INTRODUCTION: Stillbirth and infant death are traumatic events with profound and lasting effects on bereaved families. Mothers with perinatal loss are at high risk for poor mental health, although this has not been well-assessed in a representative epidemiologic cohort. There are also virtually no data on loss among African-American women.
METHODS: The Michigan Mother's Study is a 2-year longitudinal survey of all mothers with stillbirth and infant death, matched with live-birth controls. The study assessed mental, physical, and reproductive health outcomes and screened for depression, post-traumatic stress disorder (PTSD), panic disorder, social phobia, and obsessive compulsive disorder.
RESULTS: Three hundred seventy-eight bereaved and 232 live-birth mothers responded to the 6-month mailing (44% response rate). Nineteen percent of those bereaved were African-American compared with 8% of those with live birth. Bereaved mothers compared with live-birth mothers had dramatically higher rates of positive screens for depression (23% compared with 8%, P<.001), PTSD (41% compared with 12%, P<.001), general anxiety disorder (19% compared with 7%, P<.001), social phobia (19% compared with 6%, P<.001), and panic disorder (12% compared with 6%, P=.011). Rates were similar for mothers with stillbirth compared with infant death. Although African-American mothers showed similar levels of distress, they were significantly less likely than white mothers to have received treatment.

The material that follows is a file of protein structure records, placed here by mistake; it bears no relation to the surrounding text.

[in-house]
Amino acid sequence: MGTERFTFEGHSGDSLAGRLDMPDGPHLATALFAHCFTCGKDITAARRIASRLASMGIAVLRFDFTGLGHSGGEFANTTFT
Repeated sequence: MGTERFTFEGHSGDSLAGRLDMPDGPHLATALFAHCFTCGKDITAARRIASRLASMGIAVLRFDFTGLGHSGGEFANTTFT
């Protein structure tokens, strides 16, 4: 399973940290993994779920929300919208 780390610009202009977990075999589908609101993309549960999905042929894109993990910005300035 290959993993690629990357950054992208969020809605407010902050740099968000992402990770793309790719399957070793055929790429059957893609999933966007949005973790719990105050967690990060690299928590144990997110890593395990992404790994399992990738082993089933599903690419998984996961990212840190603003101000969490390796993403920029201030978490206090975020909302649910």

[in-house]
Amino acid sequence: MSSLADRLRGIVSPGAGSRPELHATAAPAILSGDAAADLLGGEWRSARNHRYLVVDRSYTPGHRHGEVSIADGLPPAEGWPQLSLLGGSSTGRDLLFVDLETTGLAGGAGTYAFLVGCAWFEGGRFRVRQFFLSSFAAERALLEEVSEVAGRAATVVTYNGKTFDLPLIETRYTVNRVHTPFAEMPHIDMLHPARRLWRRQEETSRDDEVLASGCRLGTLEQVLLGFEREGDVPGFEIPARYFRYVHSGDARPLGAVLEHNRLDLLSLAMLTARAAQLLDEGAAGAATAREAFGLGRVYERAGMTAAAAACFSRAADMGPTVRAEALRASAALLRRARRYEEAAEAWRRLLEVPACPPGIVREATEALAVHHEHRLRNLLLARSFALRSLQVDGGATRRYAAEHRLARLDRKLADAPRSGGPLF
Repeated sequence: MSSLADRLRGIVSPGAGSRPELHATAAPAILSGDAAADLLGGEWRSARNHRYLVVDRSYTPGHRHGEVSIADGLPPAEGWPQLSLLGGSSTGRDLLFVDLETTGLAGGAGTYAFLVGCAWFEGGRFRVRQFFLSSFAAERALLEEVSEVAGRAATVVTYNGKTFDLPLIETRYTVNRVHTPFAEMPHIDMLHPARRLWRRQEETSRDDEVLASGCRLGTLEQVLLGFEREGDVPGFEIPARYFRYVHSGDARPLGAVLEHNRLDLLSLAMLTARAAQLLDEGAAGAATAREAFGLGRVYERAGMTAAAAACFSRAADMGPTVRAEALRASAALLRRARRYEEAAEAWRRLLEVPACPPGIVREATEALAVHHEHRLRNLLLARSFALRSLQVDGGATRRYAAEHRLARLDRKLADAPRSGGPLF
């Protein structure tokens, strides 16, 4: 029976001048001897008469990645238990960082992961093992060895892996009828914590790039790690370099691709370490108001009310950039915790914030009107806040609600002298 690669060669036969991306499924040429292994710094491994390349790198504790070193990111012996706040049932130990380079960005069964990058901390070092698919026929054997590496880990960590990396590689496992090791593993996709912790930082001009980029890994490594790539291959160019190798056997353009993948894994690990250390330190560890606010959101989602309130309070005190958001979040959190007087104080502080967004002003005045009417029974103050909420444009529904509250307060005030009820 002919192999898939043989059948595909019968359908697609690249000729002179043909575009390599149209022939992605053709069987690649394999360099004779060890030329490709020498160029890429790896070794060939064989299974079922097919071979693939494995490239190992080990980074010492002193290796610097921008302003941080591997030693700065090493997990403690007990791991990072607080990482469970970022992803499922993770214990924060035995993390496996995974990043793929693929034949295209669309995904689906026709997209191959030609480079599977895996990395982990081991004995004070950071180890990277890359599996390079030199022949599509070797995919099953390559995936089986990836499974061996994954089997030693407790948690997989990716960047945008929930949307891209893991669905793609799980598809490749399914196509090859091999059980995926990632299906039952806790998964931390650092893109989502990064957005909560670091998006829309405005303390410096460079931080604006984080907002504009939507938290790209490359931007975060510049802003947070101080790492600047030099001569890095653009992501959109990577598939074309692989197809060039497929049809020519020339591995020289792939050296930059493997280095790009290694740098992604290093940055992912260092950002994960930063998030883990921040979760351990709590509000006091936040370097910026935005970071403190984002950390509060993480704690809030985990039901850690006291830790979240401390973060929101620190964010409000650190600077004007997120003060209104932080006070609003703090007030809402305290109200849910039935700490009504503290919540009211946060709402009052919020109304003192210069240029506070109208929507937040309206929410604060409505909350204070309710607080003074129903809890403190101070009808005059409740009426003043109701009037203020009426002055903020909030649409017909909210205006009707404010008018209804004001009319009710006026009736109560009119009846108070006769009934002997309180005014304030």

CONCLUSION: This is the first population-based study of mental health outcomes among perinatally bereaved mothers. Results show extraordinarily high rates of depression and anxiety and limited treatment, particularly among African-American mothers, who face the highest risk for adverse pregnancy outcomes in the United States.
(C) 2014 by The American College of Obstetricians and Gynecologists.